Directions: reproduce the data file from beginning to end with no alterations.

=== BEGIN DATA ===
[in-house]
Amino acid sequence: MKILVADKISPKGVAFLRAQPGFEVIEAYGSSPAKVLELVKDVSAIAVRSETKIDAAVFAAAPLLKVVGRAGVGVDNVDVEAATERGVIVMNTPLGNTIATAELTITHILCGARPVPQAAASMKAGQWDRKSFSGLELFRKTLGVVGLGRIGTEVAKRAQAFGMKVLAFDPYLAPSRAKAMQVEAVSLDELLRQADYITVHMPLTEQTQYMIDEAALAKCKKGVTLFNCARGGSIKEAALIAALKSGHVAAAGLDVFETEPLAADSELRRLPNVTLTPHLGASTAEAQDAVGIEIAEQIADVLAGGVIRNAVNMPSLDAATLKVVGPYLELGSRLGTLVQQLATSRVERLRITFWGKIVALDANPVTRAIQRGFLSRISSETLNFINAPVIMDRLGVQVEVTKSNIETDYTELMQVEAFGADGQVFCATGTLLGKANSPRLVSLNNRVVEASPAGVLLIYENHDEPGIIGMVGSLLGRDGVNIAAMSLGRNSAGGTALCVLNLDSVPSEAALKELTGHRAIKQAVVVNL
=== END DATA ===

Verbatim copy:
[in-house]
Amino acid sequence: MKILVADKISPKGVAFLRAQPGFEVIEAYGSSPAKVLELVKDVSAIAVRSETKIDAAVFAAAPLLKVVGRAGVGVDNVDVEAATERGVIVMNTPLGNTIATAELTITHILCGARPVPQAAASMKAGQWDRKSFSGLELFRKTLGVVGLGRIGTEVAKRAQAFGMKVLAFDPYLAPSRAKAMQVEAVSLDELLRQADYITVHMPLTEQTQYMIDEAALAKCKKGVTLFNCARGGSIKEAALIAALKSGHVAAAGLDVFETEPLAADSELRRLPNVTLTPHLGASTAEAQDAVGIEIAEQIADVLAGGVIRNAVNMPSLDAATLKVVGPYLELGSRLGTLVQQLATSRVERLRITFWGKIVALDANPVTRAIQRGFLSRISSETLNFINAPVIMDRLGVQVEVTKSNIETDYTELMQVEAFGADGQVFCATGTLLGKANSPRLVSLNNRVVEASPAGVLLIYENHDEPGIIGMVGSLLGRDGVNIAAMSLGRNSAGGTALCVLNLDSVPSEAALKELTGHRAIKQAVVVNL